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Have you ever tried to go on a last-minute RV camping trip? If so, you probably know how hard it can be to find a campsite, if not downright impossible.
We’re sharing 10 of our best tips for last-minute RV camping trips in this article.
With these tips, you’ll be able to find last-minute RV camping accommodations almost all the time, as long as you’re willing to have a little flexibility and an open mind. Let’s get into it.
1. Find a Boondockers Welcome Location for a Last-Minute RV Trip
Boondockers Welcome is perfect for last-minute camping arrangements. If you’re unfamiliar with Boondockers Welcome, this RV camping membership is like an Airbnb for RVers.
Boondockers Welcome connects wayward RVers with land and property owners for free overnight parking all over North America. But, unlike Airbnb, Boondockers Welcome is free for guests, aside from the low yearly membership fee.
Boondockers Welcome is great for RV travelers who need a great spot to stay the night while on the road, and it’s also great for last-minute RV camping reservations when all the nearest campgrounds are full.
When you sign up for Boondockers Welcome, you get access to their network of over 2,975 locations across North America. For free!
Boondockers Welcome hosts open up their yards, fields, parking lots, and extra space for you to have private, free, and safe RV camping.
While Boondockers Welcome locations are dry camping only – i.e., no hookups – a significant portion does offer amenities like water, wifi, or even electricity.
When you book your reservation, the host’s profile will show you what hookups are available, but for a last-minute RV camping trip, plan for boondocking conditions.
2. Camping Last-Minute With Harvest Hosts Can Be Amazing
Harvest Hosts is another amazing free camping membership for RVers similar to Boondockers Welcome.
This membership differs by the type of property offered. Instead of offering stays with private property owners, Harvest Hosts has a network of over 3,400 businesses that offer their property up for RVers to stay one night for free.
Harvest Hosts locations run the gamut from wineries, breweries, churches, farms, museums, etc. Golfers can enjoy many courses and country clubs by upgrading their membership for the same price as a single greens fee.
If you’ve ever wanted a really unique RV stay (like camping at an alpaca farm) – Harvest Hosts is for you!
The best part is: even when most campgrounds are full, you’re likely to find a Harvest Hosts location (or several) in the area ready to accommodate you.
Harvest Hosts and Boondockers Welcome used to be separate companies. But, these two companies have joined forces to bring RVers even more camping locations for free – all for one annual membership price for either membership type.
Look for their combined mobile app releasing in June 2022!
3. Find a Free Campsite on BLM land out West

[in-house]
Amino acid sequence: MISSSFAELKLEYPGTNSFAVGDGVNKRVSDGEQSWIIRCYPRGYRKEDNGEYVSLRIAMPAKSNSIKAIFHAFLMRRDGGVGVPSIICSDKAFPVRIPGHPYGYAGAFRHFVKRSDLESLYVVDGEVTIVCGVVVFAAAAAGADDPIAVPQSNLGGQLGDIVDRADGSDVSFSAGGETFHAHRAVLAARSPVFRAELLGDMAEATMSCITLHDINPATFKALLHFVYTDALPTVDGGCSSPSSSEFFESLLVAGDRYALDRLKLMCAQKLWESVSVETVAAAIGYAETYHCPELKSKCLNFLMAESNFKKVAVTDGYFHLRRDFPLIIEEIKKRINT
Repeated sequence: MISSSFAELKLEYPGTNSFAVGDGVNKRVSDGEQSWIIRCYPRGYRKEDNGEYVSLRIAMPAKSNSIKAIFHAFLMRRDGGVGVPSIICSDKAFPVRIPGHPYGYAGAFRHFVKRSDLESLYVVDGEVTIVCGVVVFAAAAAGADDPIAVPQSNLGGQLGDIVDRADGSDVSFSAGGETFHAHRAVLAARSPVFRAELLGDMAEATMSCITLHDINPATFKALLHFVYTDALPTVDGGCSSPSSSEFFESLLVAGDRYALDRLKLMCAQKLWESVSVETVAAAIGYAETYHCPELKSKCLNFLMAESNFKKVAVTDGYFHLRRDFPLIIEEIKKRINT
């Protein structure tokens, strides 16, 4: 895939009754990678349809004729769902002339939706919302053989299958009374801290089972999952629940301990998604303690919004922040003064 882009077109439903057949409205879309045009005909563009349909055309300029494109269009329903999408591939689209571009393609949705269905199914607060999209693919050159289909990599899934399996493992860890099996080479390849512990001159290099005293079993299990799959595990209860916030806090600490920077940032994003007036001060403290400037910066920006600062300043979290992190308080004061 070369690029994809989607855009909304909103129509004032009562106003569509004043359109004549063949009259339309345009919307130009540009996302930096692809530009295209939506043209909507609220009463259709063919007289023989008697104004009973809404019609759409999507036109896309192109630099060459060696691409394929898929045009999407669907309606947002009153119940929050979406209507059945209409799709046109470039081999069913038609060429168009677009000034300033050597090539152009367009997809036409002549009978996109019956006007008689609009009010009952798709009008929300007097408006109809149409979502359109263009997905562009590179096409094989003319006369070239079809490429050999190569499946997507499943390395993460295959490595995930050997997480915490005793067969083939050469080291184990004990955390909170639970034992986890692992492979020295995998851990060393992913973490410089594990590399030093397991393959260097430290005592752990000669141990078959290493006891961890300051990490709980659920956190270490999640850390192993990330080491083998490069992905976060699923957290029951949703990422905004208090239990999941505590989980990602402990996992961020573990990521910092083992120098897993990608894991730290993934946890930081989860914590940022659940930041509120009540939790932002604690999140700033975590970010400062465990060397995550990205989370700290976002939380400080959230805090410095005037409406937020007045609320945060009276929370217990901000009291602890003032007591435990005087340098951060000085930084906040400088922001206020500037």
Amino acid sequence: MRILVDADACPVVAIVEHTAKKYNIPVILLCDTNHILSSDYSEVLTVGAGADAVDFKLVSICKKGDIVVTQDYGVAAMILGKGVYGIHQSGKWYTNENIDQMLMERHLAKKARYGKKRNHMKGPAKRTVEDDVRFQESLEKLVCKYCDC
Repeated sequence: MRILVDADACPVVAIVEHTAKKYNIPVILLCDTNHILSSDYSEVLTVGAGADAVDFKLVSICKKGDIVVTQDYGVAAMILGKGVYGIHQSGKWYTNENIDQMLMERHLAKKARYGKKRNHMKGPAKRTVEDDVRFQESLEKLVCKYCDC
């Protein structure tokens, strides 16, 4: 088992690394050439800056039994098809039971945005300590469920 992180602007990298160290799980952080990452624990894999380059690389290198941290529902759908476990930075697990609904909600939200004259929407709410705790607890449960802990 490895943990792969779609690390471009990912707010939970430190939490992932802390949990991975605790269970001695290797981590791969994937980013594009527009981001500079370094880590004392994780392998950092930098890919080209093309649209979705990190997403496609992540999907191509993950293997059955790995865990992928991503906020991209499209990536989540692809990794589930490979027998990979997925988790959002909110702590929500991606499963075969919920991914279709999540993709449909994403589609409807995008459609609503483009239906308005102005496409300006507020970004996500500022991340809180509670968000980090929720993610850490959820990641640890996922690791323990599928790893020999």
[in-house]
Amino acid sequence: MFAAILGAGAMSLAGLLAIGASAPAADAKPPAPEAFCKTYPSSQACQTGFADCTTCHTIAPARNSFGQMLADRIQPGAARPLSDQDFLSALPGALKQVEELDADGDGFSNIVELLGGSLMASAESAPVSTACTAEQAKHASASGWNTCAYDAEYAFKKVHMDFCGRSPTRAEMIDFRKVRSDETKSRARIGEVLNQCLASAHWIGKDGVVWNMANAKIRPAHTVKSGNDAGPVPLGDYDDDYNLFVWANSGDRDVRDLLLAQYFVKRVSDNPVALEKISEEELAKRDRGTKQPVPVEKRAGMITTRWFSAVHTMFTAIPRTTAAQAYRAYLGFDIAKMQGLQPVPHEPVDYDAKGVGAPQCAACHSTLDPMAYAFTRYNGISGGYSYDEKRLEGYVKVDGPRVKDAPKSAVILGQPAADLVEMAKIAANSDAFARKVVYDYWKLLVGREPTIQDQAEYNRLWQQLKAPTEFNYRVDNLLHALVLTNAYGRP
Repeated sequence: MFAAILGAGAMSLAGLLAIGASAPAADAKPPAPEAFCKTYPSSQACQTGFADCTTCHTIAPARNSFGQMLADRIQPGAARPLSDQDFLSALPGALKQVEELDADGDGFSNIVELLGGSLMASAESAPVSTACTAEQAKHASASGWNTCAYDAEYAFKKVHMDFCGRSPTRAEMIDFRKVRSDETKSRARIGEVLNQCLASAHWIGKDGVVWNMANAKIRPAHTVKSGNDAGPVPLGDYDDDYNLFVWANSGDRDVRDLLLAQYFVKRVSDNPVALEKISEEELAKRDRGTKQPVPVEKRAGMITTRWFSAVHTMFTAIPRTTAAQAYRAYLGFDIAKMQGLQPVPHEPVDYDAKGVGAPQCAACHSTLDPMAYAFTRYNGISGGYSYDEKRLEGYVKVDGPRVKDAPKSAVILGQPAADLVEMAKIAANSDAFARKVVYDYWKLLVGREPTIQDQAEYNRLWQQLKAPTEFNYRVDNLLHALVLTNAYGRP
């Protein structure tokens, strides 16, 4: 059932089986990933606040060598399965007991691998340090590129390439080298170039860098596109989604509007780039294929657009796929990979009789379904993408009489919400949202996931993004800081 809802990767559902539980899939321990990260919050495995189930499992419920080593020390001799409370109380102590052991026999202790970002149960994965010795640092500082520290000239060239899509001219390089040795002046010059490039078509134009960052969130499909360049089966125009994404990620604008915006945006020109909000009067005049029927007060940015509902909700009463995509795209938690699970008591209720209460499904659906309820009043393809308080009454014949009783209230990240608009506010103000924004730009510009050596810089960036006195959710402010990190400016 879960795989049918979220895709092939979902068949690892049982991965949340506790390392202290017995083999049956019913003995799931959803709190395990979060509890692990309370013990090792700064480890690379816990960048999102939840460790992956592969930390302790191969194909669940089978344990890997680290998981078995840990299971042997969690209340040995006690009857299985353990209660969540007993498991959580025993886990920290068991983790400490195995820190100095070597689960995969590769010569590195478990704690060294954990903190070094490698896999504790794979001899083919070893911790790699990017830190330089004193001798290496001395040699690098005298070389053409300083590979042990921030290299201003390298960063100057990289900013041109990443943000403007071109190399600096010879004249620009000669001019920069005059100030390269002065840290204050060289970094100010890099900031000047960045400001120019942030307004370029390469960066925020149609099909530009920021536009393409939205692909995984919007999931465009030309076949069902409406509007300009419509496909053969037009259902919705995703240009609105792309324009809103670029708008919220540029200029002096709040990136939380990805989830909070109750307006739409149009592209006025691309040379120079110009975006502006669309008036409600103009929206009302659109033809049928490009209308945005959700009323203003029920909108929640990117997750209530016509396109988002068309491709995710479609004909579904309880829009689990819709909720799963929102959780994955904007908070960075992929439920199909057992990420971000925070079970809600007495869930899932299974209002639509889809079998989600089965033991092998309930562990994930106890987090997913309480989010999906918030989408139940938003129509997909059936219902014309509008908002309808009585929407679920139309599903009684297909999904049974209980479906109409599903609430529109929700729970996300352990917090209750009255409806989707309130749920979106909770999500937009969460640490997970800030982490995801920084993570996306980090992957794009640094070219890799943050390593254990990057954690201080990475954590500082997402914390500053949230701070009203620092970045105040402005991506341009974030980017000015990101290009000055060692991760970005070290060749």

The Bureau of Land Management (BLM) manages publically owned land mainly in the western states. This federal government agency oversees the usage and preservation of the land, much of which is free to camp on.
Since they’re public, they’re open for recreational use. RVers can camp on many different acres of BLM land across the United States, usually for up to 14 days consecutively.
Some BLM areas will require a permit to access and camp on the land, but most don’t. If it’s required, it will be noted on the app or website that you find the spot on.
There are millions of acres of BLM land in the US, with the best and most abundant free RV camping being out west.
Camping on BLM land can be as remote as you want it to be, or you can meet up with other people or camping groups and clubs.
You’ll see a much more diverse group of people on BLM land than you will in campgrounds – and that can be a good thing! You can camp by yourself or meet people from all walks of life.
4. Camp in National Forests
Did you know you can camp for free in National Forests? Well, it’s true!
National Forests are also public lands that are managed by the USFS, United States Forestry Service.
And you can camp for free off of many National Forest Roads outside of developed campgrounds. Each National Forest website will have a map and it will tell you spots where camping is allowed and not allowed.
In most areas, you can camp between 14 and 16 days. There are rules which vary from forest to forest, but expect things like:
- No camping within 100 feet of a natural water source.
- No camping within # feet or # miles of a developed campground. (The specifics of this rule will be dependent on the local forest management offices.)
- Camping is only allowed in designated areas or off of campground roads – you can’t make your own campsite by driving off the road into the forest.
Check with your local national forest ranger office or website to find where dispersed camping is allowed. This is the perfect solution for those last-minute RV camping trip plans when all the campsites are full.
5. Explore the Best East Coast Dispersed Land For Camping Last-Minute
For the East Coast in general, your best bet for finding free camping is going to be dispersed campsites in national forests.
However, once you get to Florida, you can also find free dispersed camping on public lands in five districts managed by Florida Water Management.
The Water Management Districts in Florida do the obvious: they manage the state’s water and wetlands on public lands. And, since these are public lands, many of them are open for public recreation, like dispersed camping.